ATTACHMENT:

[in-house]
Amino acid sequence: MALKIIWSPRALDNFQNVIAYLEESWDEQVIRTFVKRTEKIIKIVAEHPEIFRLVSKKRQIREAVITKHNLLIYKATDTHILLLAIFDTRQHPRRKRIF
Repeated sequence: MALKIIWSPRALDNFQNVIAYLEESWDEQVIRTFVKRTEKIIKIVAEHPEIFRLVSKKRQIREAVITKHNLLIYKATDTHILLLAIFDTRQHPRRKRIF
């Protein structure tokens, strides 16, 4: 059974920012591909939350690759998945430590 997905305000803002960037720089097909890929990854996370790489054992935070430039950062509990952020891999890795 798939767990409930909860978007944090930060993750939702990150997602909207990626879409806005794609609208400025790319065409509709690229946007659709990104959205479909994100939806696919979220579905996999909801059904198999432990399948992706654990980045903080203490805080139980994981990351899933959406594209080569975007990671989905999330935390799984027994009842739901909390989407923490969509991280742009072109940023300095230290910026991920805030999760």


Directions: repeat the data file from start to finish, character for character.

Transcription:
[in-house]
Amino acid sequence: MALKIIWSPRALDNFQNVIAYLEESWDEQVIRTFVKRTEKIIKIVAEHPEIFRLVSKKRQIREAVITKHNLLIYKATDTHILLLAIFDTRQHPRRKRIF
Repeated sequence: MALKIIWSPRALDNFQNVIAYLEESWDEQVIRTFVKRTEKIIKIVAEHPEIFRLVSKKRQIREAVITKHNLLIYKATDTHILLLAIFDTRQHPRRKRIF
């Protein structure tokens, strides 16, 4: 059974920012591909939350690759998945430590 997905305000803002960037720089097909890929990854996370790489054992935070430039950062509990952020891999890795 798939767990409930909860978007944090930060993750939702990150997602909207990626879409806005794609609208400025790319065409509709690229946007659709990104959205479909994100939806696919979220579905996999909801059904198999432990399948992706654990980045903080203490805080139980994981990351899933959406594209080569975007990671989905999330935390799984027994009842739901909390989407923490969509991280742009072109940023300095230290910026991920805030999760």